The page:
‘Look at all that. Looks like someone has dumped a load of rubbish next to the footpath? That’s terrible’ I said.
We got closer and then a small group of people appeared, all lounging on the ground amongst the heather below a few small trees. They were drinking tea from flasks and dressed in scruffy clothes. Scattered about them were colourful crates and sacks and heavy duty garden tools.
‘Hello, we thought we’d seen a whole pile of rubbish but now we can see you are actually people!’ Tim said. Thankfully they seemed to find that amusing.
‘Have you seen any Rhodededrums?’ someone asked. ‘Er, no I don’t think we have’, I said, looking back and hoping that was the right answer. ‘That’s good – that’s what we are clearing….’ came a reply.
After a short (now we understand) pause we smiled, it seemed like we could all be friends! Then, because we couldn’t think of anything else to say, we gave them a cheery goodbye and we carried on walking.
‘Didnt know Rhodededrums were a problem’ Tim said. Neither did I.
You learn something every day.
Sunday 5th January 2020
Walking is how Tim and I got together. Loving the outdoors, wherever we are, on foot. It’s true that connecting with nature helps when other things in life are tough.
A walk we do often is a short drive from home and is the first walk we ever did together. It’s about 5 miles long and can be enjoyed year round. For blowing the Christmas and New Year cobwebs away this is perfect. It’s a circular which usually starts at the small coastal village of Winterton. Winterton is popular at weekends, especially with dog owners, so be warned….the parking can be tricky to say the least.
We parked outside of the village and walked a track through the Burnley Hall estate. It’s easy, dry underfoot and very very quiet. Eventually the concrete runs out and small footpaths are followed to the beach. I noticed catkins appearing in the hedgerows. In mid winter, with some berries still in the shrubs, this might sound a bit crazy but I feel like this is the first sign of Spring.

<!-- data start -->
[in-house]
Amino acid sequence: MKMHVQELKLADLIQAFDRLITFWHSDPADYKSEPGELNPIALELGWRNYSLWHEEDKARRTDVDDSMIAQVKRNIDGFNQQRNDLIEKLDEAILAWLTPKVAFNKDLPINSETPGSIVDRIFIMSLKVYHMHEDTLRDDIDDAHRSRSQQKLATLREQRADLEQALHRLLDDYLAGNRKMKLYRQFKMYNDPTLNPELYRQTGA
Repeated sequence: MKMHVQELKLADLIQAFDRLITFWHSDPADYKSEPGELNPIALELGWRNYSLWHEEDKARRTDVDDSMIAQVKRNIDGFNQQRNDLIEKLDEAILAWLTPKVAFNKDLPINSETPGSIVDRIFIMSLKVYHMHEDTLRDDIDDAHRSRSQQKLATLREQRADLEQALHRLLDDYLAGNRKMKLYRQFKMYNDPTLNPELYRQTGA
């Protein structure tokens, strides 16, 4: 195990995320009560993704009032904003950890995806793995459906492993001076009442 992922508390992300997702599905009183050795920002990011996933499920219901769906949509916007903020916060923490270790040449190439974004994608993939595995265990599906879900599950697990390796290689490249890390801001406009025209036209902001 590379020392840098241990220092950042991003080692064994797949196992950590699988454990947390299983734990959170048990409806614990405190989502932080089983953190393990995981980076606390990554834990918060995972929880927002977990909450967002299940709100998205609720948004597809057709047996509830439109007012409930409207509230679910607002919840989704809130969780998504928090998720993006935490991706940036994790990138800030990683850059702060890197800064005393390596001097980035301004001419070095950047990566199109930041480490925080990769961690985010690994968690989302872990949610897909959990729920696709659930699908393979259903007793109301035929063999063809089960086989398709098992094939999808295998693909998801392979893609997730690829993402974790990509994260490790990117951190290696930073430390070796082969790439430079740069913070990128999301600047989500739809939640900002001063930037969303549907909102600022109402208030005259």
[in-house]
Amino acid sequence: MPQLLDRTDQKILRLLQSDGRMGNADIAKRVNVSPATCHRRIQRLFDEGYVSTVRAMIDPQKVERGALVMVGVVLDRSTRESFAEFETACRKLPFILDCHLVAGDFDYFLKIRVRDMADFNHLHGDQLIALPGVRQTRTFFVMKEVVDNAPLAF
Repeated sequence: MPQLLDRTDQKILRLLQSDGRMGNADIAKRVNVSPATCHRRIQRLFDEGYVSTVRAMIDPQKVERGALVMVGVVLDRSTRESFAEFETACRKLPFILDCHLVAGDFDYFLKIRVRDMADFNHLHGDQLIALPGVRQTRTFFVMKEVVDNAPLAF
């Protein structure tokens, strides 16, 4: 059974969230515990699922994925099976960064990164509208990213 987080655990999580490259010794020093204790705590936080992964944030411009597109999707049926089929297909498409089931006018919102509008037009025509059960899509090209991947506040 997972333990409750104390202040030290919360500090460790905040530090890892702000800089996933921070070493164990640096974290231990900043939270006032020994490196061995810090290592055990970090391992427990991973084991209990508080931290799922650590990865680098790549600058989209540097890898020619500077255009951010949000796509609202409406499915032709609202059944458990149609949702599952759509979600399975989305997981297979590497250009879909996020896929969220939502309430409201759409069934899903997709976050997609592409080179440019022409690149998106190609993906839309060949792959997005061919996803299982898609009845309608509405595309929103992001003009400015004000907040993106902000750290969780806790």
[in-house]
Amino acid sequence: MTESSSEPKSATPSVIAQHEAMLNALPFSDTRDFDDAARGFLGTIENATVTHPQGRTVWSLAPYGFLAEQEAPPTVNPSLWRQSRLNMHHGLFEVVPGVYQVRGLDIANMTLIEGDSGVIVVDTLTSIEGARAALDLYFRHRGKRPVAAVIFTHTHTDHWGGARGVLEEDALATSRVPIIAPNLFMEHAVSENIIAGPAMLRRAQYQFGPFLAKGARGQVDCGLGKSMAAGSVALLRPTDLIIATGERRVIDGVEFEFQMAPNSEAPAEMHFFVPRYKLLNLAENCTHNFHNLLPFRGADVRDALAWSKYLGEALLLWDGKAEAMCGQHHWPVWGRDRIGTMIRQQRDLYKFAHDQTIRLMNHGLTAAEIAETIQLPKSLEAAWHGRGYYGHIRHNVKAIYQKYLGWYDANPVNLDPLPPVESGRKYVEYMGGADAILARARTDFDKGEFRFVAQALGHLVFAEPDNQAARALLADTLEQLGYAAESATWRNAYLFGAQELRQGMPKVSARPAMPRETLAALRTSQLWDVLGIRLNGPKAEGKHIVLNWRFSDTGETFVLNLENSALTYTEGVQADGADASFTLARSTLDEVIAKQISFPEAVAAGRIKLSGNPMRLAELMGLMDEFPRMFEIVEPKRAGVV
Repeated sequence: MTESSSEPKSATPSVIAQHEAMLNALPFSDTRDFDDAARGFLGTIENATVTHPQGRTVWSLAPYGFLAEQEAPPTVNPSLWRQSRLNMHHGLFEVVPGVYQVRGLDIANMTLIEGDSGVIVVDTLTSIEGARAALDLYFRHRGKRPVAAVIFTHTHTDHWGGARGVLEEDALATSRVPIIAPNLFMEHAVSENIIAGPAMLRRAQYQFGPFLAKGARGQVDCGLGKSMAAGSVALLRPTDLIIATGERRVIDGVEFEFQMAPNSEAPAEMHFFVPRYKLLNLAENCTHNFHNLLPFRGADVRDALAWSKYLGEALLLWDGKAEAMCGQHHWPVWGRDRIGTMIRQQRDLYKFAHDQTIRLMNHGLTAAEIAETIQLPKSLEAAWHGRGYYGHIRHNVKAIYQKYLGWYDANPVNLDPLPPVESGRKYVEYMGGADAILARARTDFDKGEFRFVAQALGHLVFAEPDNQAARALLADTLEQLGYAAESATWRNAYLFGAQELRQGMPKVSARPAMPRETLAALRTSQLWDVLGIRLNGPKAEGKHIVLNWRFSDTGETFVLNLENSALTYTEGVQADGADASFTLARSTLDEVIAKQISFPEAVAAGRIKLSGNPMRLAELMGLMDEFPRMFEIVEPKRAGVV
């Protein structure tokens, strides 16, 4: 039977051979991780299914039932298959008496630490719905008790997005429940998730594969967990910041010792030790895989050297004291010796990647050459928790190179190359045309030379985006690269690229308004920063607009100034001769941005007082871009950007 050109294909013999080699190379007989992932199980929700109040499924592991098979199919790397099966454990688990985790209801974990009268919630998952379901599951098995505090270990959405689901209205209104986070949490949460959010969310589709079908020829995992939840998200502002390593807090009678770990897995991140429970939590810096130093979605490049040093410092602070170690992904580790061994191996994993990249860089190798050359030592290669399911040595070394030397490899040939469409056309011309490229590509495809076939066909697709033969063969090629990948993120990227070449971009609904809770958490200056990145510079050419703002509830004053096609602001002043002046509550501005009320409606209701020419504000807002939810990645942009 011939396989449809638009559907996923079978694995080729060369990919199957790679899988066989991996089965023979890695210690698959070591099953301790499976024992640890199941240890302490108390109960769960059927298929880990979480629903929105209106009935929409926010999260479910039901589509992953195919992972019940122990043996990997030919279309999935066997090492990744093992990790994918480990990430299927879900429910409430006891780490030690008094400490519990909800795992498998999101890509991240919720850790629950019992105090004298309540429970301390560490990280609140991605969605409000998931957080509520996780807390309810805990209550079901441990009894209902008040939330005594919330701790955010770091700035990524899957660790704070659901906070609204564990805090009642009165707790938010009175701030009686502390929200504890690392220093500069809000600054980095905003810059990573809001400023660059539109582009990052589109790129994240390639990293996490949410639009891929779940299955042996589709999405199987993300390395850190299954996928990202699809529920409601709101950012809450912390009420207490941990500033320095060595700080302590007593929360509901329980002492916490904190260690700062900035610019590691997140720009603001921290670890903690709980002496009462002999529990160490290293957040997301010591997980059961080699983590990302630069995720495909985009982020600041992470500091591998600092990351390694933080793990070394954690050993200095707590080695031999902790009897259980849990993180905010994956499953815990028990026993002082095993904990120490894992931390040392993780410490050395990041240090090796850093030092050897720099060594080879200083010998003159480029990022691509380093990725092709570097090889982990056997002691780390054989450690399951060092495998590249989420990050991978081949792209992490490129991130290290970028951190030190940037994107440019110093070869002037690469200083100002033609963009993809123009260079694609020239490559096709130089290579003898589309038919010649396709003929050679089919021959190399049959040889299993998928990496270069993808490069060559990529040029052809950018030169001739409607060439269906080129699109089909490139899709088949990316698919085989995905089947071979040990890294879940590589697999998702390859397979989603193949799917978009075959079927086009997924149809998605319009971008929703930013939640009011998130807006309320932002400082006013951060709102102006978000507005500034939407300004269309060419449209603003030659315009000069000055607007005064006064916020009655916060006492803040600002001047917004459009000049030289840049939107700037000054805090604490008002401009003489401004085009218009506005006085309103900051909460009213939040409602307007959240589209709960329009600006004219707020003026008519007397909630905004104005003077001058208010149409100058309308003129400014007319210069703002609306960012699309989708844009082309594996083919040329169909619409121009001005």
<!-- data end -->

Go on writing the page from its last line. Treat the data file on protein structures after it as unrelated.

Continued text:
There’s a small enclosure with two small lean two barns at either end protecting the animals from the weather where cattle are kept during the winter months. These are beautiful beasts with short legs and brown or black coats – I have no idea what breed they are. They were busy feeding but didn’t mind having their photo taken. They are, as all cattle seem to be, very nosy.
On we went to the dunes and sea.
We stopped to have a bite to eat and drink and watched the seals on the beach. Seal pup births have again been very high this year. There were fewer today than a few weeks before Christmas. Looking up the beach however we could see a huge mass of people on the beach at Winterton. Out for a quiet stroll?
We took one of the many dune paths to the village and this is where we found our ‘rubbish’ people. I have since found out that this group were volunteers working for the Norfolk Conservation Corps. Doing some good work each weekend in some really special places in the Norfolk countryside.
Further along I photographed the path – here you can see small oaks and birch trees that skirt the dunes.
Through the village we passed through the church ground, past the allotments and onto a very muddy ‘low road’.
Though the village was busy we didnt see anyone along this bit!
Nearly back at the car the owners of these converted barns are in a wonderful spot with views out onto open countryside and a ten minute walk from the beach. Not a bad spot.
Happy New Year. Hoping for good walks, good health and good times.